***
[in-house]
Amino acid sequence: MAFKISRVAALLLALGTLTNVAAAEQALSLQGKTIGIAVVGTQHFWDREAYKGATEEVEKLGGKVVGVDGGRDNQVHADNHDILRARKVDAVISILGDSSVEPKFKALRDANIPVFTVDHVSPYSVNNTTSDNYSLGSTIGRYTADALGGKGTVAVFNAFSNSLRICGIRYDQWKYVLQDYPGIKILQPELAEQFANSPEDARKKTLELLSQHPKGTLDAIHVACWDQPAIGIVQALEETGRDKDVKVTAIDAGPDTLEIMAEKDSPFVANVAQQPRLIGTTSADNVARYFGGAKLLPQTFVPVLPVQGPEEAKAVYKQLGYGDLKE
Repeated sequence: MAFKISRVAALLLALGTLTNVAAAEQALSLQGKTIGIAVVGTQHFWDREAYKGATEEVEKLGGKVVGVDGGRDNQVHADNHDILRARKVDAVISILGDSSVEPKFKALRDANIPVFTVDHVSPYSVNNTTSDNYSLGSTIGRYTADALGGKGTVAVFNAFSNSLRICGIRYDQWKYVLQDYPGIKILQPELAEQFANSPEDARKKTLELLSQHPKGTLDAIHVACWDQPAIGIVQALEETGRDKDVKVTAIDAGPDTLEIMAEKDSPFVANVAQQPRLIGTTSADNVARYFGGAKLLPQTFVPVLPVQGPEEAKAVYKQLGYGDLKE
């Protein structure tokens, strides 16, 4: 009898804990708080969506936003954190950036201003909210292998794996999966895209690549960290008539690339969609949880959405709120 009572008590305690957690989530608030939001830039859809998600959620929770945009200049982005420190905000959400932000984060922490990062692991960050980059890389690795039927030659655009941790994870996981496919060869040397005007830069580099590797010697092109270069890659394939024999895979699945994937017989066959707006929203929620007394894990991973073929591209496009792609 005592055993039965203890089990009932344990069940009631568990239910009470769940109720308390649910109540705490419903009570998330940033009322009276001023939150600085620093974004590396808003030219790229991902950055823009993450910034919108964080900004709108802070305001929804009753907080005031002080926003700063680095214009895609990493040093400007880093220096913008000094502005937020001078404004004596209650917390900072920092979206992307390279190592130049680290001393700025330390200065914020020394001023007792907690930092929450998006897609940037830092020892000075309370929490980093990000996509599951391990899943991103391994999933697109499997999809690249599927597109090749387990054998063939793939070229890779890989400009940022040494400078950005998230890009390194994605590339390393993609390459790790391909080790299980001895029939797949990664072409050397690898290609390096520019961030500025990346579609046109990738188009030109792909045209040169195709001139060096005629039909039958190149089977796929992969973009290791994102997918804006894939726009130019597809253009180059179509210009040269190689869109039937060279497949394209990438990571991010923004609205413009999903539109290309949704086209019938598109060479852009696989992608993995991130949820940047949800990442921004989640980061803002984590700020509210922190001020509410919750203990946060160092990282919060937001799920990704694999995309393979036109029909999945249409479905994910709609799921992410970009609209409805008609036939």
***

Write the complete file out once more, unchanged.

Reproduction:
[in-house]
Amino acid sequence: MAFKISRVAALLLALGTLTNVAAAEQALSLQGKTIGIAVVGTQHFWDREAYKGATEEVEKLGGKVVGVDGGRDNQVHADNHDILRARKVDAVISILGDSSVEPKFKALRDANIPVFTVDHVSPYSVNNTTSDNYSLGSTIGRYTADALGGKGTVAVFNAFSNSLRICGIRYDQWKYVLQDYPGIKILQPELAEQFANSPEDARKKTLELLSQHPKGTLDAIHVACWDQPAIGIVQALEETGRDKDVKVTAIDAGPDTLEIMAEKDSPFVANVAQQPRLIGTTSADNVARYFGGAKLLPQTFVPVLPVQGPEEAKAVYKQLGYGDLKE
Repeated sequence: MAFKISRVAALLLALGTLTNVAAAEQALSLQGKTIGIAVVGTQHFWDREAYKGATEEVEKLGGKVVGVDGGRDNQVHADNHDILRARKVDAVISILGDSSVEPKFKALRDANIPVFTVDHVSPYSVNNTTSDNYSLGSTIGRYTADALGGKGTVAVFNAFSNSLRICGIRYDQWKYVLQDYPGIKILQPELAEQFANSPEDARKKTLELLSQHPKGTLDAIHVACWDQPAIGIVQALEETGRDKDVKVTAIDAGPDTLEIMAEKDSPFVANVAQQPRLIGTTSADNVARYFGGAKLLPQTFVPVLPVQGPEEAKAVYKQLGYGDLKE
């Protein structure tokens, strides 16, 4: 009898804990708080969506936003954190950036201003909210292998794996999966895209690549960290008539690339969609949880959405709120 009572008590305690957690989530608030939001830039859809998600959620929770945009200049982005420190905000959400932000984060922490990062692991960050980059890389690795039927030659655009941790994870996981496919060869040397005007830069580099590797010697092109270069890659394939024999895979699945994937017989066959707006929203929620007394894990991973073929591209496009792609 005592055993039965203890089990009932344990069940009631568990239910009470769940109720308390649910109540705490419903009570998330940033009322009276001023939150600085620093974004590396808003030219790229991902950055823009993450910034919108964080900004709108802070305001929804009753907080005031002080926003700063680095214009895609990493040093400007880093220096913008000094502005937020001078404004004596209650917390900072920092979206992307390279190592130049680290001393700025330390200065914020020394001023007792907690930092929450998006897609940037830092020892000075309370929490980093990000996509599951391990899943991103391994999933697109499997999809690249599927597109090749387990054998063939793939070229890779890989400009940022040494400078950005998230890009390194994605590339390393993609390459790790391909080790299980001895029939797949990664072409050397690898290609390096520019961030500025990346579609046109990738188009030109792909045209040169195709001139060096005629039909039958190149089977796929992969973009290791994102997918804006894939726009130019597809253009180059179509210009040269190689869109039937060279497949394209990438990571991010923004609205413009999903539109290309949704086209019938598109060479852009696989992608993995991130949820940047949800990442921004989640980061803002984590700020509210922190001020509410919750203990946060160092990282919060937001799920990704694999995309393979036109029909999945249409479905994910709609799921992410970009609209409805008609036939």